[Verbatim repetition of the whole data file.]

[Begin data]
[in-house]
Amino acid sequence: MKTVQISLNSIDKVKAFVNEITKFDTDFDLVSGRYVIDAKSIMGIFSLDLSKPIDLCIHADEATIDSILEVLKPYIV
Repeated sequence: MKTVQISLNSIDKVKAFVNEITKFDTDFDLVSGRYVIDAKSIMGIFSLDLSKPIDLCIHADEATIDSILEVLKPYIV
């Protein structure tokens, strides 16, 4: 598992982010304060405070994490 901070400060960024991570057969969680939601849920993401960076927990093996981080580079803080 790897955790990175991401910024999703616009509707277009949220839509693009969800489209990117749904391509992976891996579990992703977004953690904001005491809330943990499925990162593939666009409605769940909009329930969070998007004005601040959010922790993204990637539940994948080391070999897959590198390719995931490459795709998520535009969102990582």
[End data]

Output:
[in-house]
Amino acid sequence: MKTVQISLNSIDKVKAFVNEITKFDTDFDLVSGRYVIDAKSIMGIFSLDLSKPIDLCIHADEATIDSILEVLKPYIV
Repeated sequence: MKTVQISLNSIDKVKAFVNEITKFDTDFDLVSGRYVIDAKSIMGIFSLDLSKPIDLCIHADEATIDSILEVLKPYIV
């Protein structure tokens, strides 16, 4: 598992982010304060405070994490 901070400060960024991570057969969680939601849920993401960076927990093996981080580079803080 790897955790990175991401910024999703616009509707277009949220839509693009969800489209990117749904391509992976891996579990992703977004953690904001005491809330943990499925990162593939666009409605769940909009329930969070998007004005601040959010922790993204990637539940994948080391070999897959590198390719995931490459795709998520535009969102990582």